We, Bollywood viewers, seem to be caught in a trap of three types of films — films that try to dazzle with opulence of all kinds, films that strike convoluted poses so as to be credited as “hatke”, and films that may have been good ideas on paper but on screen seem like some Bollywood biggie retched up some undigested bilge. We get these three kinds of films with relentless regularity.
So it’s really refreshing to watch films by unknown filmmakers which have that one thing mainstream Bollywood often doesn’t — honesty. Films like Titli, Meeruthiya Gangsters, Masaan, Miss Lovely — delightfully rejuvenating rarities.
Director Ashok Yadav’s Kerry on Kutton is not in the league of Titli and Masaan, but it belongs to that group.
It’s honest about its people, the things they do and say because everything is linked to where they are from, their lives, their dreams. It’s the kind of film where the writers, director and actors have plugged into not just the characters, but also the circumstance they were born into, the place and, hence, their stories. And that’s no mean feat.
The overwhelming feeling I had while watching it was of endearment.
Set in Uttar Pradesh’s Baghi Balia — Rebellious Balia — the film opens with one of the best making-out scenes I’ve seen in Hindi cinema. It’s hurried, awkward and disastrous.
Written by Himanshu Onkar Tripathi and Ashok Yadav, the film tells the story of Kerry (Satyajeet Dubey), a boy who wants it real bad but just can’t get it.
Though his Vijay (ya, it has a name), is always raring to go, it just can’t find a landing strip.
Kerry has a father and a friend, Kadambari (Aditya Kumar), who, determined not to join the ranks of uniformed bandwallas in his father’s shaadiwalla band, has an escape plan: Steal a labrador puppy that cutely plays in the verandah of Bade Babu’s high-walled haveli and then sell it.
Then there’s Jyoti (Aradhana Jagota) who wants it all — from neend ki dawai to give to her family so that she can call her boyfriend over, to a mobile phone, a gold necklace…
She’s what you’d call a patakha. She uses her looks and attitude to entice and once she’s got them, brazenly strikes hard deals: Give me this and I’ll let you do that.
Though a backstory tries to explain why this city girl is living in these parts, it’s not convincing. Even her repeated announcements that she’s been out crapping sound like crass put-ons. But it doesn’t matter because she’s cocky, sexy and we are intrigued by how she’s conniving another life for herself.
And then there’s Suraj (Karan Mahawar), the class topper son of Masterji (Yashwant Singh). He is in love with Jyoti, but Masterji is tightfisted, and Jyoti’s affections transactional.
Kerry’s father, who nurtures a grudge against his wife who left him, often questions Kerry’s parentage. And so, one day, Kerry leaves home and goes to Delhi, only to return on a phone call from Kadambari. There’s a wedding to party at and he needs Kerry’s help to steal the puppy he now calls Lakhan.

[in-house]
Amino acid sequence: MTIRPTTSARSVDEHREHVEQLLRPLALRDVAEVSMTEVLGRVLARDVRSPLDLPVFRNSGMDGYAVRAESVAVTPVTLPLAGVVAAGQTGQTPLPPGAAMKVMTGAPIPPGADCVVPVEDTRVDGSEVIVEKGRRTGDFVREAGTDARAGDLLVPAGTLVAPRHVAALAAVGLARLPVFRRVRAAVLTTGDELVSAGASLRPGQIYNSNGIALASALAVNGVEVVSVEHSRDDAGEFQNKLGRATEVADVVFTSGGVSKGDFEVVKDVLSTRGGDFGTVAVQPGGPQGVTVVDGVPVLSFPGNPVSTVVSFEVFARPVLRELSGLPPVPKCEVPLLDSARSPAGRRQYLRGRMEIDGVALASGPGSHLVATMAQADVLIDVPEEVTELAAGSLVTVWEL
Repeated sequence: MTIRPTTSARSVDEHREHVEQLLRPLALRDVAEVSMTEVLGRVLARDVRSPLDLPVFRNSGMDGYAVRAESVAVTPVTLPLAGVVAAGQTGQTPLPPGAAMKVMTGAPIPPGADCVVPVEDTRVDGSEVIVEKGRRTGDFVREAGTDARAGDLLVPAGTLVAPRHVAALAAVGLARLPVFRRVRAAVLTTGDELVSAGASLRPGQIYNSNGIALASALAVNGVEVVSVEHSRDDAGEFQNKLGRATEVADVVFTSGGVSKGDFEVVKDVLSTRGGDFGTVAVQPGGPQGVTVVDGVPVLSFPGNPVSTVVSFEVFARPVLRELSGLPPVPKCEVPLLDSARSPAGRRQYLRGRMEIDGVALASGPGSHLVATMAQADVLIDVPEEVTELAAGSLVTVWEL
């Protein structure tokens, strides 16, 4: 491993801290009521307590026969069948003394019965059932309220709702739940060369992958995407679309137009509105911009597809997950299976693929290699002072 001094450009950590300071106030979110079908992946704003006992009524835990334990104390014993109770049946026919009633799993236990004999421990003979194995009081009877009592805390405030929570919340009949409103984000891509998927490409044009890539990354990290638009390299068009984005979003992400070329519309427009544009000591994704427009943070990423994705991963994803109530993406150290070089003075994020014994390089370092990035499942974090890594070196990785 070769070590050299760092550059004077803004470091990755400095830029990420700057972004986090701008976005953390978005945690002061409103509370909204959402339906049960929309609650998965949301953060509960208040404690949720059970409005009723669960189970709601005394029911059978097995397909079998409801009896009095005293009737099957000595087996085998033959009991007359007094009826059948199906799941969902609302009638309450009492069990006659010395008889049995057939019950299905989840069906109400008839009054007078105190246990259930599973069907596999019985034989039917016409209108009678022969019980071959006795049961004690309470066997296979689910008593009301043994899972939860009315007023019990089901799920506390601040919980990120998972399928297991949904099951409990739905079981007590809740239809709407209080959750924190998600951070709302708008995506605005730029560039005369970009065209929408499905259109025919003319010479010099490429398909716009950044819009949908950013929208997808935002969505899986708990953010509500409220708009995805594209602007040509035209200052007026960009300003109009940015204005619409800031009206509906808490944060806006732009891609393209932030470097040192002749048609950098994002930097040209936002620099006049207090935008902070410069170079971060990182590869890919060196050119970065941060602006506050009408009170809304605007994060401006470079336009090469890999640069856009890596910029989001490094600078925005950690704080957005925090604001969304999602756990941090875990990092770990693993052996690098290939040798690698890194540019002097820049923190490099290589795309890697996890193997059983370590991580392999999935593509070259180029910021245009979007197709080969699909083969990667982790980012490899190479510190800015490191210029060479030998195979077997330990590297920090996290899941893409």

Though Jyoti and Suraj are an item, Kerry soon wheedles his way into Jyoti’s bedroom with a mobile phone, only to be handed another shopping list.
Suraj is in a bad way. Masterji won’t even buy himself a spare kachcha, forget giving Suraj his long-overdue pocket money. Jyoti, meanwhile, is getting closer to Kerry because he promises more.
So a pathetic war ensues.
In the sidelines is Kadambari’s bizarre get-outta-Balia plan.
As all convoluted plans to settle scores, to snatch a chance at having a life are being mulled upon listlessly, the film meanders into a strange dance bar run by the short but haughty Hippy Thakur (Shivam Pradhan), complete with strange Hong Kong music and lights.
And then, suddenly, all plans are executed without thinking.
What began as idle dreams of the wretched, ends with the recklessness of the desperate.
Kerry on Kutton doesn’t really have a hero. It’s the story of non-entities on their rickety cycles, each bearing accessories that are telling oddities. But it frames these non-entities honestly, and with an eye for quirky details and humour.
Sometimes it’s just the grand background score that encases these small men as they set off to steal a puppy on their cycle screaming, “Jeetenge toh rum chalega, nahin toh katta-bomb chalega”.
Kerry on Kutton carries in its sounds, sights and similes a strong stench of Baghi Balia, a dusty patch of UP badland that’s not just nostalgic about the reputation it once had, but can also be delusional.
We see a proper kancha (marbles) game, and smile on hearing, “Touchiya gaye kya?”
The film is flawed, not just in pacing, but also some characters. But nothing so serious as to dent the fun.
The film, which carries a whiff of Gangs of Wasseypur 2, not least because of Perpendicular (Aditya Kumar), has characters who stick out as filmy. Jyoti for sure, but also Kerry’s pig farmer father who looks like an extra some Spaghetti Western spat out.
Yet here’s the thing about them. Like the swimming goggles Kadambari wears or Kerry’s strange hairdo, these people and their oddities are not just baubles meant to tickle or amuse. They are part of the absurdity of the place and its people. Each one tells the story of these people living in Balia physically, but in their heads some place else.
Apart from confident writing and Yadav’s astute direction, it’s the uninhabited acting by Satyajeet Dubey, Aditya Kumar and Aradhana Jagota that really make the film crackle.
It’s almost as if Satyajeet Dubey and Aditya Kumar were born and still dwell there and if we were to visit Balia, we’d probably pass them by.